Another possibility is finding someone with better credit who would be willing to guarantee the lease for you. It goes without saying that such a move should be pursued under the understanding that you will be able to make your rental payments, rather than risk having a fall-out with your co-signer if you find yourself unable to keep your commitment. Your guarantor/co-signer will be liable for the payments, should you be unable to make them.

Alternatively, even if just as a temporary solution, consider renting a property with a roommate with whom you can share renting expenses. This may not be an ideal setup, but it might be something worth considering if it means you can find a quality place to live in a way that makes financial sense and helps you improve your credit score. Much as two heads are usually better than one, to a landlord, two-plus wallets are often better than one. The caution here is that you will likely be “jointly and severally” liable for the rent, meaning that you and your roommate(s) are jointly (all together) liable for making the monthly payment but, should one person not pay, “severally” means that you are all individually liable for the total. This is definitely an “approach with caution” scenario.

If you feel safe in your choice of roommate, many landlords will “rent rooms,” individually, to people. This can allow you to have a larger apartment with better common areas like the kitchen, living room, and bathrooms, while paying less in rent and splitting the apartment into individual renters, each with their own monthly obligation to pay their rent, separate and apart from their roommates’ payments. Of course, if you do not rent the entire apartment with friends, this could lead to you living with people you do not really know; it’s really a matter of preference, but it is a way in which to reduce your monthly rent payments, especially in a dense, rental-heavy place like New York City. It is definitely advisable to have an attorney review your lease agreement before entering this sort of an arrangement, just to be certain you will not end up jointly and severally liable for the unpaid rent of roommates.

Finally, you could stay with family or friends for a period of time, post-bankruptcy, to save some money, improve your credit score, and find somewhere you like better the next time you rent your own place. Obviously, all of these choices largely come down to a matter of taste, and we are simply presenting them as possible options for someone potentially facing a few tough choices.

Key Takeaways for Renting after Bankruptcy

Even though bankruptcy may impact your ability to find a new rental property or renew your current lease, this does not mean that you have no chance of finding a place to rent again. A bankruptcy filing, along with a low credit score, will be only two of many factors that landlords take into consideration. Besides bankruptcy, there are many other aspects of your credit history, including your employment record and your previous conduct as a tenant, that landlords are likely to consider. These may prove decisive in terms of offering you a lease or proceeding to renew an existing rental agreement.

A less than perfect credit history should not discourage you from putting forward your past rental record, combined with your intentions for the future. You should focus on your good rental history, describe how you have taken care of the property during your tenancy, and commit to continue doing so in the future.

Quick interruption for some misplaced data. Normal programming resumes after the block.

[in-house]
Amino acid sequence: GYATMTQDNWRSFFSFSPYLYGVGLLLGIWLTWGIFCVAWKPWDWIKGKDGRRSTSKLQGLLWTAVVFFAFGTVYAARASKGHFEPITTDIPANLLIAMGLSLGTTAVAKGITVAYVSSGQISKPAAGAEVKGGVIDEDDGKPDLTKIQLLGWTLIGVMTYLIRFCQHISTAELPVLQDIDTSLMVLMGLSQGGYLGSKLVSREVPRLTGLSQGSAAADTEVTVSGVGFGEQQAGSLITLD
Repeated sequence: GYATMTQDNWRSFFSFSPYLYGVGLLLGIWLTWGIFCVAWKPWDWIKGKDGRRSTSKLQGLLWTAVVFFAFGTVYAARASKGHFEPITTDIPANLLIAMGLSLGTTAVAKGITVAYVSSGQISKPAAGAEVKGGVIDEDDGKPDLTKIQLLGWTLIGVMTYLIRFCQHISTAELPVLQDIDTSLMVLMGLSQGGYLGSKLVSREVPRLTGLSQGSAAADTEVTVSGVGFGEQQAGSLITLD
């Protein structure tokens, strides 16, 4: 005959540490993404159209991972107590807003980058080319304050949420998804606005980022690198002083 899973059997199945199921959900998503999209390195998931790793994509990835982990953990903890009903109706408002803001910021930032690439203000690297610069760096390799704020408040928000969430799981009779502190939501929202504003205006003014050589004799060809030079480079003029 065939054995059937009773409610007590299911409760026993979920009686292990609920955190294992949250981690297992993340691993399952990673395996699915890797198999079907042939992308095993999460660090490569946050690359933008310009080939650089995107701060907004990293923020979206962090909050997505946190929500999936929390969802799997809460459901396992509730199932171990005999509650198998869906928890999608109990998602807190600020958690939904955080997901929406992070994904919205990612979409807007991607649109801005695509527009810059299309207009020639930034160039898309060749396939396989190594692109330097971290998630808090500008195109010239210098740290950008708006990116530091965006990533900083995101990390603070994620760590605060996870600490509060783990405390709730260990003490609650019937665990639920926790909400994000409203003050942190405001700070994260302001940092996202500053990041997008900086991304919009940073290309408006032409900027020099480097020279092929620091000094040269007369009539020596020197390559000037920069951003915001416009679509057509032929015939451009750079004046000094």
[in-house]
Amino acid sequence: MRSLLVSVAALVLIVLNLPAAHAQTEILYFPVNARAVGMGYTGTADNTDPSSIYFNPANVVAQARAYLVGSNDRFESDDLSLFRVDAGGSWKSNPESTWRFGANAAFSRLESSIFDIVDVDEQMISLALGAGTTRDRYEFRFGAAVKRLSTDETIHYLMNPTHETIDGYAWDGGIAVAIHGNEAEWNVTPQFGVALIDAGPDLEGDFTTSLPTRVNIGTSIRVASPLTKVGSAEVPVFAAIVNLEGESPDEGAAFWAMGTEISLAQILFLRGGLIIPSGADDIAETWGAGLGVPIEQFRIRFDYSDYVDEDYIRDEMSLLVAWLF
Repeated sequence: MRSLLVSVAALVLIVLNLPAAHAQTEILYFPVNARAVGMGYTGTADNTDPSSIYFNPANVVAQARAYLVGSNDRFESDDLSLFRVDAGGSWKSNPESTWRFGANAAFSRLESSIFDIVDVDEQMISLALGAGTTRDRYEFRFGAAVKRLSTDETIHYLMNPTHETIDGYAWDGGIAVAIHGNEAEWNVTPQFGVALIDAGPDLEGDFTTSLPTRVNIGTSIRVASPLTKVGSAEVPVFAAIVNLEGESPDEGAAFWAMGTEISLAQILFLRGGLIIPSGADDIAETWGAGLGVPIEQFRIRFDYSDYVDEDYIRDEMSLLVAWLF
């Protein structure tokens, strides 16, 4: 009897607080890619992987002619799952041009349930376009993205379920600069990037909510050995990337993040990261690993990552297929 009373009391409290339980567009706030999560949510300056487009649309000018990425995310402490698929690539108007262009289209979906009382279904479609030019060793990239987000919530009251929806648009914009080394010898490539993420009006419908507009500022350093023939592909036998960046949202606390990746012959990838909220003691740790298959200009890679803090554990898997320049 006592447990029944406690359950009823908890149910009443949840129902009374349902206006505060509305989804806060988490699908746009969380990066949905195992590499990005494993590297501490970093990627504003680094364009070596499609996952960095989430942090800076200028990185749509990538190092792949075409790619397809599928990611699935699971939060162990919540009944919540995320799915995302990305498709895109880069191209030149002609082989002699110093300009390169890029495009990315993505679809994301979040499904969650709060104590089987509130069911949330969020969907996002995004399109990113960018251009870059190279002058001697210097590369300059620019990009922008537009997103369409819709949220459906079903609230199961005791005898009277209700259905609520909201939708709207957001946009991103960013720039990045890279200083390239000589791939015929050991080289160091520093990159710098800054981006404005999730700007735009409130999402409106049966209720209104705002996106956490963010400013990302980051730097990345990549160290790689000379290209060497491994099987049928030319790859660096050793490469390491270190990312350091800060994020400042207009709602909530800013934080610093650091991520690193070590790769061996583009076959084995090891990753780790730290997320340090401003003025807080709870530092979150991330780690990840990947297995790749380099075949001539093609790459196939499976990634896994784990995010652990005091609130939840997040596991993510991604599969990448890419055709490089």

All landlords, be they individuals or property management companies, are primarily looking for tenants who will be able to afford the rent, make regular and timely monthly payments, and preserve the property in good condition without causing any other kinds of problems. If you can show that you are, indeed, this type of renter, you may actually be considered a safer choice of tenant than someone who may have never filed for bankruptcy but is currently finding themselves in arrears and facing eviction.

In the meantime, the most valuable piece of advice anyone can offer you after having declared bankruptcy is to start being as proactive as possible in improving your credit! Having faced grave financial difficulty that led you to file bankruptcy does not mean that you should not continue investing in your future. This includes doing everything possible from your end to make better financial decisions, notwithstanding your past problems. It is never too late—but also never too early—to begin engaging in more responsible money management and building a credit history characterized by timely payments.

Contact Roemerman Law

Bankruptcy may seem like a daunting prospect to many of us, but it may well be the right choice for your situation. It is certainly one meriting serious consideration if you find yourself increasingly unable to meet payments, including those related to accommodation and living expenses.

Discussing your individual needs and circumstances with an experienced bankruptcy professional will enable you to have a more thorough and realistic overview of your options. At the same time, you can seek guidance as to the various anticipated consequences that filing for bankruptcy may have for your particular situation, in terms of your everyday life and living expenses. This includes its potential impact on signing a lease for a residential property or renewing your existing one.

Our team at Roemerman Law is here to help you make an informed decision and make the most of the bankruptcy tools available to your particular circumstances, as well as address any specific concerns you may have.

Contact Roemerman Law today for a free consultation or click here to learn about qualifying for a NY bankruptcy.


[1] https://www.uscourts.gov/statistics-reports/analysis-reports/bankruptcy-filings-statistics/bankruptcy-statistics-data

[2] https://www.law.cornell.edu/uscode/text/11

[3] https://www.investopedia.com/financial-edge/0310/top-5-reasons-people-go-bankrupt.aspx#citation-2

[4] https://www.brickunderground.com/blog/2014/04/5_basic_things_youll_want_to_know_before_renting_in_new_york_city_for_the_first_time